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Saturday 10 May 2014

'Put a Black In For Me'*: Carbon Paper, its Positive Impact on Typewriters, and its Cincinnati Champion

*For many decades during the 20th Century, the plea "Put a black [carbon paper] in for me" was heard in newsrooms across the Western World. Often journalists supplemented their meagre pay by acting as "stringers" for other newspapers in other parts. Management generally turned a blind eye to this practise, as, while considered highly unprofessional, it helped offset demands for pay rises. If a colleague was typing out a story thought to be possibly newsworthy elsewhere, the "stringer" would ask for a carbon copy of it with this expression. The proceeds were usually shared.
It was while being interviewed and seeing copies of stories being made in just such a way, using what were then called "blacks", in a wire news agency office in New York on July 26, 1868, that started Cincinnati's
 on his path to perfect carbon paper.
Journalists working for the New York Associated Press, it was later revealed, had been sharing news stories with United Press under a secret agreement to split profits.
But, of course, carbon paper was to have far greater implications for typewriters than simply providing copies of news stories.
Cincinnati's carbon paper pioneer
Lebbeus Harding Rogers (1847-1932)
On the afternoon of Friday, February 14, 1873 - Christopher Latham Sholes' 54th birthday - Henry Harper Benedict, private secretary to Phil Remington, head of E.Remington & Sons, walked out from a room in Small's Hotel in Ilion, New York, whispering in Remington's ear as he did so. "This idea will revolutionise business," said Benedict. "Don't let them know we are crazy about the invention, but we must not let it get away."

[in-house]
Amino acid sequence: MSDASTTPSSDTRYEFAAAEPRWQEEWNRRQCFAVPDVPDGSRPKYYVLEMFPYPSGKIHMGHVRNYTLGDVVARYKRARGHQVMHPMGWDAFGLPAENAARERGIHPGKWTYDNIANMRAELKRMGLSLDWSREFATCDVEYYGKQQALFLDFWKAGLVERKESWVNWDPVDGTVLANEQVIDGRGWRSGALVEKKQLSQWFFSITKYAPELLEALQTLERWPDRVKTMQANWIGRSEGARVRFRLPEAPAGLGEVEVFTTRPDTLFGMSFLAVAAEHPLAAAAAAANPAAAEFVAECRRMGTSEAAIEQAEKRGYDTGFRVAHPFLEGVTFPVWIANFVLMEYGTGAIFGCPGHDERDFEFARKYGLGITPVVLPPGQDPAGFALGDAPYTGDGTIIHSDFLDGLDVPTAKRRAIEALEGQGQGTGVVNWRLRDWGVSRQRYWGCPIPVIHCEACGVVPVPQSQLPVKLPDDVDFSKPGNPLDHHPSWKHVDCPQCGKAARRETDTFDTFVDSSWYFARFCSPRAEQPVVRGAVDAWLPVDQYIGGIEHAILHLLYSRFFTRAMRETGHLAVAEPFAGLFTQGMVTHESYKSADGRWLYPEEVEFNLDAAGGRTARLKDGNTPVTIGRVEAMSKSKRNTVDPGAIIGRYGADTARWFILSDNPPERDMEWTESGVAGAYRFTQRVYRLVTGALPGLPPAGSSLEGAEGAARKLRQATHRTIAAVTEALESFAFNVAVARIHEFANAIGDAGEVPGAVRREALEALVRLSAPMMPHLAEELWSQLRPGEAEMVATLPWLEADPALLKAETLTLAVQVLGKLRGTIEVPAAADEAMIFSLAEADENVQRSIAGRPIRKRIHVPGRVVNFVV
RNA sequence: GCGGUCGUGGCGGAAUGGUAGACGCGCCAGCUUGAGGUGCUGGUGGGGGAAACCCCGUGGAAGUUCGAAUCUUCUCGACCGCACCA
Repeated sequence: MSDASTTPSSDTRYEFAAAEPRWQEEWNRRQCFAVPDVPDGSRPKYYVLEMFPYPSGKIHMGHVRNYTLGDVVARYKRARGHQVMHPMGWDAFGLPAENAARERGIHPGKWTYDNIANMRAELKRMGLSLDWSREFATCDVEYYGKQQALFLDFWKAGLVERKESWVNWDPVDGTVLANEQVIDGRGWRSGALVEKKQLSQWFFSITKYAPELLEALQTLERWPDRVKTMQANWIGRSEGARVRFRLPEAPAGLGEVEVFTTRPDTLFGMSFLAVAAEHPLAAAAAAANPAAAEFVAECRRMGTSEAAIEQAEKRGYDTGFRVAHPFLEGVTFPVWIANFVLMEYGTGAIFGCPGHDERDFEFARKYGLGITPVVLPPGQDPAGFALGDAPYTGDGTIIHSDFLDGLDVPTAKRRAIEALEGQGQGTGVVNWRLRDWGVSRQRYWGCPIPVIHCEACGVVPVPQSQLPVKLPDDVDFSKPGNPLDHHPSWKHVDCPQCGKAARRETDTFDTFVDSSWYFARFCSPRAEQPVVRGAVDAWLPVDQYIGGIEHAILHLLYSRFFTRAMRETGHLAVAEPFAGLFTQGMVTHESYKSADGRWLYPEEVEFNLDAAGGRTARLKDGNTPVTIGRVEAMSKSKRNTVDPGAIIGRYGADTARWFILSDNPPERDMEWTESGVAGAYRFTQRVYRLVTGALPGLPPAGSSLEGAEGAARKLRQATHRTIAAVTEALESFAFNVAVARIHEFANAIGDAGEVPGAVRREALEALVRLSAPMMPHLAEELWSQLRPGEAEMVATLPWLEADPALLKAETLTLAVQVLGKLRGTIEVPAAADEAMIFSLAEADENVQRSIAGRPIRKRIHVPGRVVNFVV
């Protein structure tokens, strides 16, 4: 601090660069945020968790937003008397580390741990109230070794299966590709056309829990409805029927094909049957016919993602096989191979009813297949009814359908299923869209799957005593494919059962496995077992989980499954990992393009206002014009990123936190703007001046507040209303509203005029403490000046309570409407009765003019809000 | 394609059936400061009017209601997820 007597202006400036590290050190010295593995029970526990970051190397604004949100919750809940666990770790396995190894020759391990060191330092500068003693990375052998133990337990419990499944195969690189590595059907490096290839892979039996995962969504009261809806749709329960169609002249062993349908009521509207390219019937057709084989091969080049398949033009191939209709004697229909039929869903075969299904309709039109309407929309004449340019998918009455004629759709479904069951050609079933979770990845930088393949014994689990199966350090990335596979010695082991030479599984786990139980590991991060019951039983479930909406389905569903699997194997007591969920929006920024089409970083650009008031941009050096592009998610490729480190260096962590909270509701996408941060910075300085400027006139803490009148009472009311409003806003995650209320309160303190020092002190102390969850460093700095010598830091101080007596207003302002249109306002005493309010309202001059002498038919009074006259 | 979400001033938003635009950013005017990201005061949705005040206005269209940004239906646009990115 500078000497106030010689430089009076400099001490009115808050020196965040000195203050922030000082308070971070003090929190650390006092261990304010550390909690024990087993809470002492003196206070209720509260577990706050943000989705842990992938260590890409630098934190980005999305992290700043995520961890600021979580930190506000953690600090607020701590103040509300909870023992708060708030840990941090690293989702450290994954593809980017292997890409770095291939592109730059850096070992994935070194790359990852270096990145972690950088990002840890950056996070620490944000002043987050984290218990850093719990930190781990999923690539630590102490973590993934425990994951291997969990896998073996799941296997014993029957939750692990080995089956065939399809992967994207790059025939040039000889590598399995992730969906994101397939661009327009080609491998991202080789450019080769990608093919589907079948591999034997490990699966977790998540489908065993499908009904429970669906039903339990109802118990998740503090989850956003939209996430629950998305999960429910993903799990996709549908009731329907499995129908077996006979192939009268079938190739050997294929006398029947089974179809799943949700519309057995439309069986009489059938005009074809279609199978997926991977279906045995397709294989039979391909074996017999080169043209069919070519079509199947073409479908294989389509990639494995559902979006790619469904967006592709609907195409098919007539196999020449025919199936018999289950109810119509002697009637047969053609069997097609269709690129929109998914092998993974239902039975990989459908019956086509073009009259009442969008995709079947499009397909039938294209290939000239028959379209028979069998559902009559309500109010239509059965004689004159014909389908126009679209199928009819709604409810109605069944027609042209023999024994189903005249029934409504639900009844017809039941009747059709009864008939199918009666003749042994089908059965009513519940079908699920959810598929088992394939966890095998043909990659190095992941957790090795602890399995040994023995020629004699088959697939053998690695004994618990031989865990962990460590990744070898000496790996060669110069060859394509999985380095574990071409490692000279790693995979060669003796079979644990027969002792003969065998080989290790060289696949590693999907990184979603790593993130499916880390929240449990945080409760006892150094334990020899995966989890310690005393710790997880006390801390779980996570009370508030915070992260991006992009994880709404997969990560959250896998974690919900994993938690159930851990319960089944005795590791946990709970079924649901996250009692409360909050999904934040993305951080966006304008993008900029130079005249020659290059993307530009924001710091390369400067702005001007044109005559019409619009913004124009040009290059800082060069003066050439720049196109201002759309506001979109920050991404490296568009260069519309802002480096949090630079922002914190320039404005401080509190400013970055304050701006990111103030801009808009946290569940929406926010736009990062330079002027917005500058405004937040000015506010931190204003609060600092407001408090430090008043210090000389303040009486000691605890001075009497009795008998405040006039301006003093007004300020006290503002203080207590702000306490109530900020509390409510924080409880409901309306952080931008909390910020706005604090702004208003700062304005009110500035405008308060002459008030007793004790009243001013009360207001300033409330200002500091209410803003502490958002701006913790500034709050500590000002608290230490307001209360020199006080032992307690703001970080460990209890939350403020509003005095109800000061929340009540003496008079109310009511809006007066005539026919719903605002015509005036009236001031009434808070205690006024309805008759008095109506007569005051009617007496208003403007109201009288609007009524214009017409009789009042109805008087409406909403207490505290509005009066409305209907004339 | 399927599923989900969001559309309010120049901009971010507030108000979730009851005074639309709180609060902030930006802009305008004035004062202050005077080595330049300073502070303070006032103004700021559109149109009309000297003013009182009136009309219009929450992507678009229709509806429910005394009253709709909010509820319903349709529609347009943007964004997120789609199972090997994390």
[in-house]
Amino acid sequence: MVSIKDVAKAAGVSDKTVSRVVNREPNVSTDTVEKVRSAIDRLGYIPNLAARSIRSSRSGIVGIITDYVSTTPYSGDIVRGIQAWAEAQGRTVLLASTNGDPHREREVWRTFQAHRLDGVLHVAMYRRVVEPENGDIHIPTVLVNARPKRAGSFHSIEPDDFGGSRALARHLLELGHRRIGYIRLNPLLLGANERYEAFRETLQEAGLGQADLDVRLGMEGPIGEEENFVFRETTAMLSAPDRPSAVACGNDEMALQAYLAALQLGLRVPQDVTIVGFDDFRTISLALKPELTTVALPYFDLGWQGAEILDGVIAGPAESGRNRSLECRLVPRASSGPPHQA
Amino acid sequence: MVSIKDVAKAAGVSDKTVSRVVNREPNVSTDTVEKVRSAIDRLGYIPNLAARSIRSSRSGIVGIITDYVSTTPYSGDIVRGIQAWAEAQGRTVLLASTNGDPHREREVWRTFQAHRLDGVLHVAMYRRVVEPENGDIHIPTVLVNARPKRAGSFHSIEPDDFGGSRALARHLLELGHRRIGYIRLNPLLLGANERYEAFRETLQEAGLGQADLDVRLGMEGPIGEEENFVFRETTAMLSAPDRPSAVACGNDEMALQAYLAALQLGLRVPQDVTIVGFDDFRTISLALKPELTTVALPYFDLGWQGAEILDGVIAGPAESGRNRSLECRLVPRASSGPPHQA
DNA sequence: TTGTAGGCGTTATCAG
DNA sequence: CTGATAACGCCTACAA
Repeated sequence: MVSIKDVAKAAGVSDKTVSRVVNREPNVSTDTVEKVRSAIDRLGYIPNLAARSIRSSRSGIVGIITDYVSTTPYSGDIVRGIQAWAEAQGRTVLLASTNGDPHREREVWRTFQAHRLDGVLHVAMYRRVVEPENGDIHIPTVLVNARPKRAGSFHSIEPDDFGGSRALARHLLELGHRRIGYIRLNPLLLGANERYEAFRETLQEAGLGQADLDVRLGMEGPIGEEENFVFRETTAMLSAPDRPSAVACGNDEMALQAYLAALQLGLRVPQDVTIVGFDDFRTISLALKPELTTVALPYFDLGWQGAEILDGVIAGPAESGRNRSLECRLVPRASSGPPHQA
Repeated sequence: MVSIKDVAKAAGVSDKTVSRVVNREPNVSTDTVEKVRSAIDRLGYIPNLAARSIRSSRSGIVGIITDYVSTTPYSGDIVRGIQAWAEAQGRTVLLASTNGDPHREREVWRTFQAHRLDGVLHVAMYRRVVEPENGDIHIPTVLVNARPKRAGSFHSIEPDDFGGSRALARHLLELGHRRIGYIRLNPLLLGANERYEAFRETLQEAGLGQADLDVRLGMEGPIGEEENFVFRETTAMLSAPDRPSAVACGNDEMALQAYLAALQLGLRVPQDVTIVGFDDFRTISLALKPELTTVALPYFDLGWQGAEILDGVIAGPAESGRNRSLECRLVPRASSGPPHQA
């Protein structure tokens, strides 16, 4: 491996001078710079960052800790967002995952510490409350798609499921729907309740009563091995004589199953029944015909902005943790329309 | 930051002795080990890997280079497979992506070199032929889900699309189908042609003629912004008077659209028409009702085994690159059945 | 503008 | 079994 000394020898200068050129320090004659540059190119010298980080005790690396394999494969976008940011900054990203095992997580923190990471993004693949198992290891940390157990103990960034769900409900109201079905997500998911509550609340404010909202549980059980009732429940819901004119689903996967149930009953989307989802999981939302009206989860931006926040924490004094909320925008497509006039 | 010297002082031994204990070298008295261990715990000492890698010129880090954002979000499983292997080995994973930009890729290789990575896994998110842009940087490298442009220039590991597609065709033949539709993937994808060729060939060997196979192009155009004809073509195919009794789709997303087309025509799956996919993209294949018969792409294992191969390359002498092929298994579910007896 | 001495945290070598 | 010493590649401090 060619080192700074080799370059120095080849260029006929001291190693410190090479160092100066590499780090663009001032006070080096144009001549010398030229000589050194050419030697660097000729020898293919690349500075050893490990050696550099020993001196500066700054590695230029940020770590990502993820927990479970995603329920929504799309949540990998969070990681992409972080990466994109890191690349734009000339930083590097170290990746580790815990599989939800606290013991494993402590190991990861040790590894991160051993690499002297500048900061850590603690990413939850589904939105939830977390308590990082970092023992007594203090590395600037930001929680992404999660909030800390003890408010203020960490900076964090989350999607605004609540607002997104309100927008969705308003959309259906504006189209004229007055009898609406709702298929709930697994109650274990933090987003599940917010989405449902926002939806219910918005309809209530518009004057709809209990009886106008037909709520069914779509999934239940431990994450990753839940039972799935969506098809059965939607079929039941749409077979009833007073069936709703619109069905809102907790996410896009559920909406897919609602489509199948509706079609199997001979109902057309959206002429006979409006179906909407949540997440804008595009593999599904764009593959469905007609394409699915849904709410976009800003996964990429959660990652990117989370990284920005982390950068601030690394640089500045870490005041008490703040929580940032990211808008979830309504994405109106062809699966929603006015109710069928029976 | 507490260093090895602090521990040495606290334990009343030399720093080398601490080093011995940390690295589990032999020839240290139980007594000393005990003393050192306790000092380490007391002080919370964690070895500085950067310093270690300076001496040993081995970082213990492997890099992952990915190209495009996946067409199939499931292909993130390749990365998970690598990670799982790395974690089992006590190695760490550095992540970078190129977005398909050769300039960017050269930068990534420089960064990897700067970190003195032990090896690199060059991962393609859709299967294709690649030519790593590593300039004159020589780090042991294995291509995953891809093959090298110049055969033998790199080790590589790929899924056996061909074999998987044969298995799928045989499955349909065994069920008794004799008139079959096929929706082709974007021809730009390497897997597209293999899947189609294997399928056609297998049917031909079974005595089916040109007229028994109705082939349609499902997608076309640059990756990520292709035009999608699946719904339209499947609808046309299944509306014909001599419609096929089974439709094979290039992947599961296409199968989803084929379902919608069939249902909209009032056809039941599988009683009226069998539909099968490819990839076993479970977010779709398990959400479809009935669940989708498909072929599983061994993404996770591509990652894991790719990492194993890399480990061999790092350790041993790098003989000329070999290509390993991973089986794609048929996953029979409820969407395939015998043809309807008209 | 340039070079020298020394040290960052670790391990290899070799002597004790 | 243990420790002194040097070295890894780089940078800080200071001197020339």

Henry Harper Benedict (1844-1935)
Benedict was not talking about carbon paper. He and Remington - along with two Remington engineers - had just seen James Densmore and George Washington Newton Yost demonstrate a crude, spring-powered model of the Sholes & Glidden typewriter, made in a makeshift factory on a millrace in Milwaukee four months earlier.
Yet that demonstration had also been witnessed by a "disinterested party" - one other than those representing Remington or Sholes. He was Cincinnati-born Lebbeus Harding Rogers, a then 25-year-old clerk with the New York Writing Manifold Company.
'Experimental model of 1873'
And, like Benedict, Rogers had had a vision of the future of business as he watched Densmore tap away gingerly on the keys of the typewriter. He, too, was determined he would "not let it get away". But in his case, it had everything to do with carbon paper.
It is interesting that at the time Rogers should list himself as a clerk with the "Writing Manifold Company". Rogers himself had "organised" the company, in 1870, as the Rogers Manifold Carbon Paper Company. Yet he had almost certainly done so with his own funds. Earlier that same year, while still living in Cincinnati with his widowed Kentucky-born mother Cordelia Draper Rogers and two brothers, Rogers had listed himself as a wholesale grocer with a massive "value of permanent estate" of $22,000. And he was only 22! A young man who still clung to an adolescent passion for kite-flying.
While the spring-powered Sholes and Glidden was being made by Densmore and Matthias Schwalbach and his artisans in Milwaukee in mid-October 1872, Rogers patented an "improvement in carbonized paper" in Washington: